That posits math instruction more in the real world. Aren’t we always coming up against unfamiliar challenges, from calculating the wisest purchase to computing taxes?
And there’s another advantage: There’s no panic when Brooke students come across a math problem on the state exam they’ve never seen before. Instead they ask: What are the tools I already have to solve this?
Here’s another intriguing feature about Brooke: The reading scores here are as high as the math scores. That may not sound unusual, but it is. At almost any other top charter I visit that serves high-poverty students the math scores tend to soar while the reading scores are barely any better than neighborhood schools.
Why? The explanation always offered is that math gets taught in classrooms; literacy is more rooted in home life. Plus, in charters that rely on using computerized blended learning, the math software is great; the literacy software usually mediocre or worse.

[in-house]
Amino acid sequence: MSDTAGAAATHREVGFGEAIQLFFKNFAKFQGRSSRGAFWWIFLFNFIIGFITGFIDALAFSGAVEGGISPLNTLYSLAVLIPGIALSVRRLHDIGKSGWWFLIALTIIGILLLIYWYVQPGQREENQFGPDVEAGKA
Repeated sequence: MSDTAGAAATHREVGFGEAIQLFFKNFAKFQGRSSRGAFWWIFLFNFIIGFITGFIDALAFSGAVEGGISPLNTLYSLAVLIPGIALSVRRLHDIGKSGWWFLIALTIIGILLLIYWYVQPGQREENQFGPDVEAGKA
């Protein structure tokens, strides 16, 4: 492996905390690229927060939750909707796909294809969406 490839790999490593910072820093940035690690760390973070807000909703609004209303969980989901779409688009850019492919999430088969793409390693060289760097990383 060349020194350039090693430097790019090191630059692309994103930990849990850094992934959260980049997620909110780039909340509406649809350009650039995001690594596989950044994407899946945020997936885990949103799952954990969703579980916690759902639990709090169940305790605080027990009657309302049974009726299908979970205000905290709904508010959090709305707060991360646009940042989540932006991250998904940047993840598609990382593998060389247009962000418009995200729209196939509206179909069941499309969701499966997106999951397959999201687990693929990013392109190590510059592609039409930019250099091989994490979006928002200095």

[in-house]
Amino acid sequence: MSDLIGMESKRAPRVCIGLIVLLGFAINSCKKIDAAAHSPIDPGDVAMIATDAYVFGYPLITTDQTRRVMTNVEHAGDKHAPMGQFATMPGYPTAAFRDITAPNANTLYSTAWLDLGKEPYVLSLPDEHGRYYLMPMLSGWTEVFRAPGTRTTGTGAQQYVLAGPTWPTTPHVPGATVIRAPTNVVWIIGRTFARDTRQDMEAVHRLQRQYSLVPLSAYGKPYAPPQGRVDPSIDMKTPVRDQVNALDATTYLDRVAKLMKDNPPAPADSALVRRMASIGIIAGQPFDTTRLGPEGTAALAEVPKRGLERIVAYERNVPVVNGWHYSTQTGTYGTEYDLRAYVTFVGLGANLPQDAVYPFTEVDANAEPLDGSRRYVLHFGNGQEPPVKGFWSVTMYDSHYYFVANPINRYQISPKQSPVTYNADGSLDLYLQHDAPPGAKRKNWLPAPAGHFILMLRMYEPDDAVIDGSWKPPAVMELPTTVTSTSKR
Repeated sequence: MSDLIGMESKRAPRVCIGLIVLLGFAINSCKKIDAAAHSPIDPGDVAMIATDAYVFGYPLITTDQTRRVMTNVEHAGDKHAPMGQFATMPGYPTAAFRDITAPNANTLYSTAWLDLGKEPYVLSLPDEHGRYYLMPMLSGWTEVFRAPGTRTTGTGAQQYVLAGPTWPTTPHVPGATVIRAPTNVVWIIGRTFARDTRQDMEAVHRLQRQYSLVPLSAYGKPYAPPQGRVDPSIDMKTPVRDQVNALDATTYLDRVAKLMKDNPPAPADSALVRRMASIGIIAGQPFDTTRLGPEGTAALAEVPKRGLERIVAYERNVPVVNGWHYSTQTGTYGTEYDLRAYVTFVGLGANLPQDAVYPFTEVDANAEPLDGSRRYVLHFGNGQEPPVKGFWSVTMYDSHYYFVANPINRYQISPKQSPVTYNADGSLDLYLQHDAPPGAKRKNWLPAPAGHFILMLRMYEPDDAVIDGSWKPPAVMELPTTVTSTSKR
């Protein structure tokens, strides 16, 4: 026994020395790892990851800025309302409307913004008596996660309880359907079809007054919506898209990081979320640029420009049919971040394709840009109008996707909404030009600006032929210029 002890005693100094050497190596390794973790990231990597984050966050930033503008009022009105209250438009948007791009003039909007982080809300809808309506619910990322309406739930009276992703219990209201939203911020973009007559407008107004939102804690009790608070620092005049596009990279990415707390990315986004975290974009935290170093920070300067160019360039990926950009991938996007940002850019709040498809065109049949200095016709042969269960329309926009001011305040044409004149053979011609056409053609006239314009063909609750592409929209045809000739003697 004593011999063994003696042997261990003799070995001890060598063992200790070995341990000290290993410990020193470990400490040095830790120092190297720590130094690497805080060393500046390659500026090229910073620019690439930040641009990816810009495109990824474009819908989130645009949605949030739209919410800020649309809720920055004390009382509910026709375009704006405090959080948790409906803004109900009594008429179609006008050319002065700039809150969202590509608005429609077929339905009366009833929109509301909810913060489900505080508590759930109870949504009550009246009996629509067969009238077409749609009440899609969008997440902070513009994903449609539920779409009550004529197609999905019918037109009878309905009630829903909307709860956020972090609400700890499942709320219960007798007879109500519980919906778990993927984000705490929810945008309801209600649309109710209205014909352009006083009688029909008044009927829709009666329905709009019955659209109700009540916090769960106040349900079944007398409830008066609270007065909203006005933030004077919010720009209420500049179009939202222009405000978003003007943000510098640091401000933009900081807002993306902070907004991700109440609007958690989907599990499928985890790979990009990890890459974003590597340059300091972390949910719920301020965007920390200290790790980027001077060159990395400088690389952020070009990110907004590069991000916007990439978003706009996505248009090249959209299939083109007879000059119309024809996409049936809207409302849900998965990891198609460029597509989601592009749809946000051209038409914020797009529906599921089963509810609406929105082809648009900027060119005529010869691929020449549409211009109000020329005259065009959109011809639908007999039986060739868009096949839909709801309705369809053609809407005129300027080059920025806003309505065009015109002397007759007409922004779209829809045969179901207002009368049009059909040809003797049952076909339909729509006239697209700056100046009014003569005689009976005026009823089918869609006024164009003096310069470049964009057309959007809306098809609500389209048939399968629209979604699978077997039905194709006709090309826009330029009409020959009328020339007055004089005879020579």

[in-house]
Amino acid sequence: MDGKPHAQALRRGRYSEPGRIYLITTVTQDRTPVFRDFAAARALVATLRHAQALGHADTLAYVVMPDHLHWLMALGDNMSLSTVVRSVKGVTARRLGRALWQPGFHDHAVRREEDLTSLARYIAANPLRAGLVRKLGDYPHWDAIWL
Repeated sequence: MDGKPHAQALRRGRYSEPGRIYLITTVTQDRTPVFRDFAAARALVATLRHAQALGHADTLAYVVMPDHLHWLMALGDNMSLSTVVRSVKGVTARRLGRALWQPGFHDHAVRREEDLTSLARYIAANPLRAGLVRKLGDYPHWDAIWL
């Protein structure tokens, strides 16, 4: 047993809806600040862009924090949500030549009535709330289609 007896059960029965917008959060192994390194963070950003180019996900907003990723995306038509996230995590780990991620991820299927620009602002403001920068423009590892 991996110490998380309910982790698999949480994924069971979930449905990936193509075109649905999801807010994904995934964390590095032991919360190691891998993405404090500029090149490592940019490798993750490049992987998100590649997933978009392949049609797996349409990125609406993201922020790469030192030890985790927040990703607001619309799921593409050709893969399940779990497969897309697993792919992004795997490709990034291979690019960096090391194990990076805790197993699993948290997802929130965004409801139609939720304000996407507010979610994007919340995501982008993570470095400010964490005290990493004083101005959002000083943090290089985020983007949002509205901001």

The reason the math and reading scores align at Brooke comes down to a simple-but-radical approach to literacy: Reading is taught not as something mechanical (you will never see a reading worksheet at Brooke) but as something to be loved. In a traditional school, including charters, a child struggling with reading gets special help in breaking down the process into small pieces, with teachers searching for deficits that need correcting.
Brooke emphasizes phonics as much as any school, but on a broader level. A struggling reader at Brooke first gets asked: Why don’t you love reading? To the Brooke teachers, finding a way to unlock that love is as important, or more important, than isolating mechanical deficiencies.
“The goal is to get kids to love text so they become lifelong readers,” said Steadman. “Our kids do well on tests because they love reading.”